"Creativity exists, but it has to find you working." - Pablo Picasso

There’s a myth about creativity. And I can’t help but think it started with Jack Kerouac (actually, I’m sure it started far, far before him, but he’s the famous perpetrator):

"They danced down the streets like dingledodies, and I shambled after as I’ve been doing all my life after people who interest me, because the only people for me are the mad ones, the ones who are mad to live, mad to talk, mad to be saved, desirous of everything at the same time, the ones that never yawn or say a commonplace thing, but burn, burn, burn, burn like fabulous yellow roman candles exploding like spiders across the stars and in the middle you see the blue centerlight pop and everybody goes, 'Awww!'"

From the very first chapter of his vagabond masterpiece On the Road, Keroauc is saying what everyone else is thinking: the only people for me are the mad ones. And the myth is this: the more creative the artist, the more madness ensues.

What kind of madness? It’s different for everyone. Creative madness often looks a lot like waking up in the middle of the night, mind reeling, fingers itching to write down the latest new idea, compelling dream, song lyric, phrase, elusive plot line or next sentence.

It often sounds like speaking too fast and stumbling over your words, articulating a world no one else can see yet because you’re building it too quickly for people to catch up. It sounds like speaking in a language of what is possible, instead of what is real – trading in a currency of creative inevitability, instead of what merely exists.

It feels like the thrilling rush of blood from heart to brain, a tingling in the fingers, an eagerness, a readiness to ignore anything other than the most amazing creative thing that has ever happened in your life. Ignoring the most basic needs: forgetting to sleep, or eat, acknowledge your roommate, or feed your cat.

Creative madness can look like a temporary lifting from the world. Scribbling on the bus, your mind moving faster than your hand. Grasping the hand of the first person to get it, the first mind to share your beautiful idea: yes, YES!

It can feel like the flutter in your chest the very moment you fall in love. Because that’s what creativity brings you: another piece of the world to fall in love with. A way of seeing what no one else has processed yet.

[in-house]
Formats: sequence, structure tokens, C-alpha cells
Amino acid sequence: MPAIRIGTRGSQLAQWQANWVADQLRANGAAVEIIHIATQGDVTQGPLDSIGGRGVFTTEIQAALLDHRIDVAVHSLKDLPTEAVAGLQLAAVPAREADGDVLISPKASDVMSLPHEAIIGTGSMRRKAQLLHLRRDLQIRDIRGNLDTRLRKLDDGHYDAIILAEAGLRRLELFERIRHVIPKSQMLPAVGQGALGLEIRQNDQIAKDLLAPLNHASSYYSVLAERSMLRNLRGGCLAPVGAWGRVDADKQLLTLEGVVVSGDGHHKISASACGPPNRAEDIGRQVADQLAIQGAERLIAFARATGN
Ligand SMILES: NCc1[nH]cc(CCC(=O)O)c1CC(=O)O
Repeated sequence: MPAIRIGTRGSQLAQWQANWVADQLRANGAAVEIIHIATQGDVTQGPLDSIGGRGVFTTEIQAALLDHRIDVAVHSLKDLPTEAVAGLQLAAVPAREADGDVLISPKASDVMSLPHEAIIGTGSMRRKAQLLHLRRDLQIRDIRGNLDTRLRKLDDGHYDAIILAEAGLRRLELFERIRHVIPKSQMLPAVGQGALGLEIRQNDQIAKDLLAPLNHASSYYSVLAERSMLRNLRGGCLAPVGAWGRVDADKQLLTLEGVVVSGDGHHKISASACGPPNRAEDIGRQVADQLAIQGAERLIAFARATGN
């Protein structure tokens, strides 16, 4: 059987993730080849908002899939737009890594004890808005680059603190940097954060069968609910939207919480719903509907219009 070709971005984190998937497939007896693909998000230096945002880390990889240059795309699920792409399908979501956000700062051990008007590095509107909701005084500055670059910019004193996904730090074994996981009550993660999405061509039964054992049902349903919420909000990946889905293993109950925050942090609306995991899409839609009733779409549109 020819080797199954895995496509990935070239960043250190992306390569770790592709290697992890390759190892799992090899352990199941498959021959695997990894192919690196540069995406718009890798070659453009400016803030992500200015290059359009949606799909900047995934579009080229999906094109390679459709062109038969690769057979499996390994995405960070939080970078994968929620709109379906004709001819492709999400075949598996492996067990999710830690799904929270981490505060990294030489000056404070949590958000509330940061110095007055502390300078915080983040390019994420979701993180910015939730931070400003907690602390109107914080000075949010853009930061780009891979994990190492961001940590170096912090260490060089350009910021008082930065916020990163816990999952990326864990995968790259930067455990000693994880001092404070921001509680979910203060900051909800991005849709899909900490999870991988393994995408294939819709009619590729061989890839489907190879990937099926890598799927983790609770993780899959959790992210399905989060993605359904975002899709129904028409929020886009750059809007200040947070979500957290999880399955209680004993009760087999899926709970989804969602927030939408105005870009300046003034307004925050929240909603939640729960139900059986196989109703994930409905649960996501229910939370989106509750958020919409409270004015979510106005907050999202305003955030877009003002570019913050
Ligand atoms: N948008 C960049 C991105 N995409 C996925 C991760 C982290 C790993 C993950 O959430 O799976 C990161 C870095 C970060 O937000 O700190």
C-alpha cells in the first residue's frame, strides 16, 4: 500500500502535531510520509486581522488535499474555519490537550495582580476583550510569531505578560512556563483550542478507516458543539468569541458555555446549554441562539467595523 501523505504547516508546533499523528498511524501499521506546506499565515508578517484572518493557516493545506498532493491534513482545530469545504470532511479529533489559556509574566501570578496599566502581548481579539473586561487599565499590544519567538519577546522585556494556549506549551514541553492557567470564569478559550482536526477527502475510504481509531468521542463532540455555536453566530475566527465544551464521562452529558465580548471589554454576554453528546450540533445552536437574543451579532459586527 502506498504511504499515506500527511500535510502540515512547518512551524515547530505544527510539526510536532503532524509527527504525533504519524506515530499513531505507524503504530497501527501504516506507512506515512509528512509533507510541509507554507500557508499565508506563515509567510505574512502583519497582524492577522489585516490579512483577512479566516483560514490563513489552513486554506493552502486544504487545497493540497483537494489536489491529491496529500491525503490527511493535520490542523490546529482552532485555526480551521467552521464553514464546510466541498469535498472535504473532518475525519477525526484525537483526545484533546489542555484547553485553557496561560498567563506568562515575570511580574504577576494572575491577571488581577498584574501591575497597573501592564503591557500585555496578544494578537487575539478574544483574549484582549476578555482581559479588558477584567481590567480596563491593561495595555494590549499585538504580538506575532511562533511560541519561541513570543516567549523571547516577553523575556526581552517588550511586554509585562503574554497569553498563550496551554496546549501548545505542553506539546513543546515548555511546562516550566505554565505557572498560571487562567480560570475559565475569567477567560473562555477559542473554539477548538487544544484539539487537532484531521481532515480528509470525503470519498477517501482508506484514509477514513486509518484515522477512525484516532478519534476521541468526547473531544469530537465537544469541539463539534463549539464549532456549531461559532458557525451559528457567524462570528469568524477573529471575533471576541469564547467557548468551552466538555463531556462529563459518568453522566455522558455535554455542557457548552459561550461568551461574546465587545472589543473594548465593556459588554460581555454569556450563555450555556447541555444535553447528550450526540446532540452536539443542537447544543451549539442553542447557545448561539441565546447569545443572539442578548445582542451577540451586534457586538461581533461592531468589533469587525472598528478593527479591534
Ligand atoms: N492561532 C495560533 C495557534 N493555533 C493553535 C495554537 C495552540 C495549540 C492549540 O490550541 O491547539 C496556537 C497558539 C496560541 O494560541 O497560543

“I’m not strange, weird, off, nor crazy, my reality is just different from yours.” – Lewis Carroll.

 This madness feels like the top of the world, and it’s infectious: I love catching artists in the middle of inspiration. I feel lucky to witness the stream of ideas, working their way out of the mind, into the mouth, into the body, into the air – I love to be the mirror, the sounding board, the anchor to ask questions and help  unfold this magnificent chaos that is: the new idea. The next piece of art. The next poem, song, choreography, project, collaborative performance.

The enthusiasm is magnetic. It’s like watching someone’s soul burst into flames and burn, burn, burn – until something entirely unknown rises from the ashes.

This is an amazing place to be. But still, it has become a creative madness myth.

The trap is: thinking, The only ones for me are the mad ones. And the madder the better.

The trap is: sometimes that madness doesn’t light your soul on fire. Sometimes it just plain burns you out. And then instead of being a roman candle exploding like spiders across the stars, we’re just candles burning too quickly, from both ends, dripping wax everywhere and making the rest of our lives feel a lot harder.

The truth is: this is not the only thing creativity looks like. Creativity also looks like balance. It looks like healthy meals, exercise, sleeping well, and writing Morning Pages (thanks, Julia Cameron!).

Creativity can also look like routine, rituals, systems, processes, carving out specific time to work on specific things. There is absolutely such a thing as creative editing.

Creativity also looks like saying no, saying, not right now; saying, there is such thing as taking on too much; saying, this project is wonderful, but it needs more than just me steering it.

The ones for me are the open ones, the friends who email to celebrate a new avenue, and the ones who call when they’re stuck and doubting why they’re even artists. The ones for me are the beginning tap-dancers, the outlining writers, stretching genres, finding excitement in what’s outside of their comfort zone.

The ones for me know that inspiration shows up, but it has to find you working. That creativity can also look like planning, like practice, like working and re-working, molding, and re-molding. The madness comes in waves. The anchoring is necessary.

And everybody goes, “Awww!”


Emma Sedlak is a writer, teacher, actress and opera singer. Her main passions are refining and challenging the different frameworks around how we tell stories. She writes about books, maps, letters, and the everyday search for meaning and blogs as The Bedside Poet about ex-pat life in Scotland and Australia. When she's not learning music, reading through whole libraries, or keeping the postal service in business, she also spouts poetry on Twitter.

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